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AS IT IS - A Public-opinion Survey Found That There Is No Clear Favorite Among Possible Presidential Candidates for the Republican Party in 2016

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From VOA Learning English, welcome back to AS IT IS. I'm your host Mario Ritter.

The lifeblood of Washington is politics. So it is never too early to consider the next presidential election. A recent public-opinion survey found that there is no clear favorite among possible presidential candidates for the Republican Party in 2016. VOA's Jim Malone gives us a look at the strongest candidates at this time, but first, more about the survey's findings.

The Quinnipiac University Polling Institute organized the study. Quinnipiac's Peter Brown has been looking at some of the possible Republican candidates. He says the party's presidential nomination appears wide open at this time.

"What we found is that there is no real front-runner for the republican nomination. There are a number of possible candidates, five actually, who got between 10 and 19 percent of the vote."

President Obama is limited to two terms in office. That means it is not known who the Republican candidate would face in the 2016 election.

The study found that Florida Senator Marco Rubio is leading the Republican presidential hopeful. He received 19-percent support in the survey. Wisconsin Congressman Paul Ryan followed with 17 percent. Mr. Ryan recently was defeated for vice president when former Massachusetts Governor Mitt Romney lost the presidency to Mr. Obama. Other possible candidates in the next election were Kentucky Senator Rand Paul and New Jersey Governor Chris Christie.

Peter Brown says most Republican voters are looking for a winner in 2016 after losing the past two presidential elections.

Most of the presidential hopefuls in both parties are not likely to announce their plans about 2016 until after congressional elections next year.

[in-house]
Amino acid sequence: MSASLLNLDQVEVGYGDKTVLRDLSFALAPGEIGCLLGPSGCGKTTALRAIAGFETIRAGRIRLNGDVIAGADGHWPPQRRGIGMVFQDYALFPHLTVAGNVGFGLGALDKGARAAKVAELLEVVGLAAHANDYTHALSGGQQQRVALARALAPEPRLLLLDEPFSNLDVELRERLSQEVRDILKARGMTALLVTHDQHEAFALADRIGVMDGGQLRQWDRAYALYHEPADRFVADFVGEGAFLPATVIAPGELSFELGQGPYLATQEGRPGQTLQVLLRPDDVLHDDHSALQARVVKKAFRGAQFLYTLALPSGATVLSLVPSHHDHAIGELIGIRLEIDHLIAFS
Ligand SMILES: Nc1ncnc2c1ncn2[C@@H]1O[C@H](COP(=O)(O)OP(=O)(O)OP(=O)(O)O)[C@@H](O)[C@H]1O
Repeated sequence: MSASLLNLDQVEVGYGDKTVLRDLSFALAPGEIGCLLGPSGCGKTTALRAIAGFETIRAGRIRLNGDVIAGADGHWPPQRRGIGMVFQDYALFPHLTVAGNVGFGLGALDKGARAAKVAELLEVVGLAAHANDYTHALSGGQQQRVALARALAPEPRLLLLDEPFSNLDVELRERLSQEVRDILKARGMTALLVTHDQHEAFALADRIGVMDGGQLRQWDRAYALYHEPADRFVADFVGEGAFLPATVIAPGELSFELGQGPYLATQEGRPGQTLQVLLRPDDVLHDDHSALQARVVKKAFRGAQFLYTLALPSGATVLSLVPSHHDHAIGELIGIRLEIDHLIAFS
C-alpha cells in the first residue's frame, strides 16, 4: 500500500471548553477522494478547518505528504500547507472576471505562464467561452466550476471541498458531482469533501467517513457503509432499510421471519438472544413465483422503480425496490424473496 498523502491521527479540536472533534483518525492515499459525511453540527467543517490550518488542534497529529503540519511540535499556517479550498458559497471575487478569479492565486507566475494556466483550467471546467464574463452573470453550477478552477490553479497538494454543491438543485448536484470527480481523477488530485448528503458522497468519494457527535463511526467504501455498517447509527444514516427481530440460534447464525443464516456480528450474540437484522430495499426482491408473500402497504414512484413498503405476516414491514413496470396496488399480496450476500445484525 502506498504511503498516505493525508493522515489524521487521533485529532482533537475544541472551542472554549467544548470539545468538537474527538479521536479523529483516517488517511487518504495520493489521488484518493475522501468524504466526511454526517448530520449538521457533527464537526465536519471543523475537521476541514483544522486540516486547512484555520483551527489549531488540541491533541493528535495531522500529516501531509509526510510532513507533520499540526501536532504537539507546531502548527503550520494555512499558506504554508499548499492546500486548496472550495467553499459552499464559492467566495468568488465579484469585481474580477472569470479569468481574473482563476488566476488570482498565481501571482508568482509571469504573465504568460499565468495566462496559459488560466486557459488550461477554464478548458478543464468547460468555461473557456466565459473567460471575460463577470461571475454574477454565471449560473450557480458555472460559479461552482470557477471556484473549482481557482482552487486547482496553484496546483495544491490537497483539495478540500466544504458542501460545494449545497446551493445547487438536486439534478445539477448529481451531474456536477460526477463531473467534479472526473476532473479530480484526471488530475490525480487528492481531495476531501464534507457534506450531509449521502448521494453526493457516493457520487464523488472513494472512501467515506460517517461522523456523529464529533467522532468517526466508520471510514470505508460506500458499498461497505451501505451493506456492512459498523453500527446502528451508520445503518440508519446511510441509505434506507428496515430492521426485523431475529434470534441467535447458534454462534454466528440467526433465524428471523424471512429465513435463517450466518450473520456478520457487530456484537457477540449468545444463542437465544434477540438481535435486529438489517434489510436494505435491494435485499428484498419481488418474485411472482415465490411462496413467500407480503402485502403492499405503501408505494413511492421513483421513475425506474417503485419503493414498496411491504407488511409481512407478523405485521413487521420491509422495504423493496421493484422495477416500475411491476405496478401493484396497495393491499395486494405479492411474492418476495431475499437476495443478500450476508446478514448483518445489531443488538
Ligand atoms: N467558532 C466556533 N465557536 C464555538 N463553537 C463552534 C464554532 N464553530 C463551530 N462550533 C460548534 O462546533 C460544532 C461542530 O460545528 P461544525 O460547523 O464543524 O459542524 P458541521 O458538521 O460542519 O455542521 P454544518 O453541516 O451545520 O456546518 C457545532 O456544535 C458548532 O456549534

Allan Lichtman is a political expert at American University in Washington. He says Republicans are working to keep their majority in the House of Representatives in those elections. He believes that Americans are more likely to support the Democratic Party than the Republicans.

"Right now their party brand is very, very poor. Very few people approve of the Republican Party. And they need to do something about it other than just hang on with their fingernails to some of these districts within Congress."

Peter Brown says Quinnipiac plans to release a new survey next month. He says it will examine the possible candidates for the Democratic presidential nomination in 2016.

"On the Democratic side, there is a question as to whether former Secretary of State Hillary Clinton will run. We have not polled on it yet. But we have in some states, and she does very well."

Another study done in January found that 67 percent of those asked had a favorable opinion of Ms. Clinton.

Now VOA Political Correspondent Jim Malone tells us about the possible Republican candidates.

Two main competitors are Florida Senator Marco Rubio and Wisconsin Representative Paul Ryan. Mr. Ryan recently ran unsuccessfully for vice president with presidential candidate Mitt Romney. Jeri Watson spoke with VOA's Jim Malone."

"The poll says there isn't a front-runner for the nomination right now. But Marco Rubio received 19 percent support in that poll. I wonder if you could tell us, who is Marco Rubio?"

"Marco Rubio is an up-and-coming senator from Florida who is getting a lot of attention as a young Hispanic man who has potential appeal to voters, to constituencies that Republicans have had trouble appealing to in recent years.